Debussy
Prélude à l'après-midi d'un faune
Peter Eötvös
Alhambra (Violin Concerto No.3) [BBC co-commission: UK premiere]
Bartók
Dance Suite
Stravinsky
The Firebird [1919 Suite]

Isabelle Faust (violin)

BBC Symphony Orchestra
Peter Eötvös
listen online with BBC i-player

Reviewed from live BBC Radio 3 broadcast... Although I had a man present in the Albert Hall, this was such a good concert I just had to jump on the reviewing bandwagon; editor’s prerogative. (Designated scribe can of course add a postscript if he wishes.)

Peter Eötvös
Photograph: © Klaus Rudolph Henry Wood (Proms guru, and it’s his 150th-anniversary this year) introduced three of these works to the UK, and Peter Eötvös was on hand to do similarly with his Alhambra.

Eötvös (born 1944) is a conductor who, through his composer’s instincts, freshens-up the music he interprets – much-needed with the ubiquitous Firebird (1910), in danger of becoming flightless, but here, from ominous tread to pealing victory, this second (1919) of Stravinsky’s three Suites soared, full of vitality and detail, phrasal beauty fluidly handled, and thrilling impetus, such as in the ‘Infernal Dance’, the BBCSO in sensitive, scintillating and sonorous form.

The concert opened with a languorous, pastel-shaded and organically growing-to-rapture Debussy Faune (1894), cued by a beguiling flute solo from Daniel Pailthorpe, and also blest with numerous other individual contributions. There have been more-capricious Faunes than this but Eötvös’s through-line brought its own rewards, and maybe some cooling balm to those present in what was probably a hot-house venue. The Prom also embraced Bartók’s ritornello-infused Dance Suite (Táncszvit, 1923, fifty years since the foundation of Budapest), an earthy/incisive/fiery account divined by Eötvös, a native, with an innate sense of indigenous rhythms (although Bartók looks to other locales, too) and also notable textural clarity; moonlight and gentle breezes informed the fourth section, Molto tranquillo.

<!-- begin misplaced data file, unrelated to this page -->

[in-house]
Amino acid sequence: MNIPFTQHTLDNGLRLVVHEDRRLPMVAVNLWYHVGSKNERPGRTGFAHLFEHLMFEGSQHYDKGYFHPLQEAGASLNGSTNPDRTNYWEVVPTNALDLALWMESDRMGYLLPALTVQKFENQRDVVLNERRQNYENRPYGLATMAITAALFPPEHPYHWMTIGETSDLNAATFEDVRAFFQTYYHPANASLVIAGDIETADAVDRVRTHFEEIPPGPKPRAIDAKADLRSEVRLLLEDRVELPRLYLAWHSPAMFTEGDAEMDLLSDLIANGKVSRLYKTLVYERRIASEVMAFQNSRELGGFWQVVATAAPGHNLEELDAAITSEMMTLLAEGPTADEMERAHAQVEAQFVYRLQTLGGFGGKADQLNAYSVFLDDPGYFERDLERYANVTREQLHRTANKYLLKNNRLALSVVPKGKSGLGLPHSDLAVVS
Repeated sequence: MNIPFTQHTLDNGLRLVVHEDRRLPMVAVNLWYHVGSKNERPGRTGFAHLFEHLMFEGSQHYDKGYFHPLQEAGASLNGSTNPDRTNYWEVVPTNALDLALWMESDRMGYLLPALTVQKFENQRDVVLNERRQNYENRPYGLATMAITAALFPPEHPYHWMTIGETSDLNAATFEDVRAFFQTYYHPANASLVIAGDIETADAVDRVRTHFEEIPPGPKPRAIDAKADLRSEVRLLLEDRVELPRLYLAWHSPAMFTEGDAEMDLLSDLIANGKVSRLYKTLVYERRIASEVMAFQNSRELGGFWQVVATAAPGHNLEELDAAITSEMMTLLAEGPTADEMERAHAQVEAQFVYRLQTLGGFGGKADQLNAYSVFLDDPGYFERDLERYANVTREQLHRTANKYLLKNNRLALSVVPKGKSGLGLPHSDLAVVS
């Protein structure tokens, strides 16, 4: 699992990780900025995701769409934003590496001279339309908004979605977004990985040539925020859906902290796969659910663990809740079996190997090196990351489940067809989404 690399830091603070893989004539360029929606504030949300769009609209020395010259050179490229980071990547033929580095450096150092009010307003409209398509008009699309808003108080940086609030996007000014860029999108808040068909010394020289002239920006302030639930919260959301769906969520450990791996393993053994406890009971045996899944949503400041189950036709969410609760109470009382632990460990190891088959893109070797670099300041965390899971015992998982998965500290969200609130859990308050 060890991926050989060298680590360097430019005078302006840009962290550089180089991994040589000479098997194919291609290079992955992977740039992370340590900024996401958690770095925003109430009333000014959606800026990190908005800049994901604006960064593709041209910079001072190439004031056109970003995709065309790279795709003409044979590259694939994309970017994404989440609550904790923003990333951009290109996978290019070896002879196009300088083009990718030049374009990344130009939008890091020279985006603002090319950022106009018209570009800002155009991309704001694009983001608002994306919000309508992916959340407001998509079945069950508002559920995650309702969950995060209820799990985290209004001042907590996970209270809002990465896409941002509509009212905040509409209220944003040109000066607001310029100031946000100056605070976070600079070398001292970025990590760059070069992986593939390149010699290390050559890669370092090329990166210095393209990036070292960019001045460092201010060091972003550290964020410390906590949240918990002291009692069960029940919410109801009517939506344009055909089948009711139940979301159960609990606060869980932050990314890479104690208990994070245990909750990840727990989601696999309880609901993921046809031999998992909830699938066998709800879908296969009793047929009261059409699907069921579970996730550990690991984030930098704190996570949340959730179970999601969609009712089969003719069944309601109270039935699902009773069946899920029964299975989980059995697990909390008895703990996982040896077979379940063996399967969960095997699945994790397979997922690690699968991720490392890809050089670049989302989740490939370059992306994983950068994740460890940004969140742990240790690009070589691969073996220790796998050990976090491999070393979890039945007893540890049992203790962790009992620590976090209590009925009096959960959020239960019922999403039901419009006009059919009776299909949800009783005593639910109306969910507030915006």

Alhambra (2018, premiered twelve days ago) was written for Isabelle Faust. The note G (Granada) is important, so too the interval of a fifth, and the orchestration includes a mandolin (the violinist’s “constant follower”, like Sancho Panza says Eötvös) and a baritone saxophone, the music inspired by the “fountains of the palace, its dimension, the surrounding mountains, the amazing sunset of Andalusia – all of this became part of my piece. If I were a painter, I would have used these colors.” [Schott website]

Over twenty-three continuous minutes, the cryptographically constructed Alhambra (one of the work’s note-spinners) is a compelling listen, always going somewhere yet with points of return if from a different perspective (Birtwistle-like); although Eötvös is quick to point out that his Concerto is not cast as a rondo.

The violin starts the adventure; Eötvös relishing the instrument’s lyrical and fantastical qualities, a pictorial quotient then added by a vibrant if subtly used orchestra to quixotic effect. Such unpredictability is also part of the attraction, whether melodic, atmospheric or through suggestiveness, and not short of wit either. With the composer conducting the seasoned-in-the-new BBCSO and featuring the originating soloist, this was a persuasive performance; the ending is enigmatic but fits the overall scheme.

 

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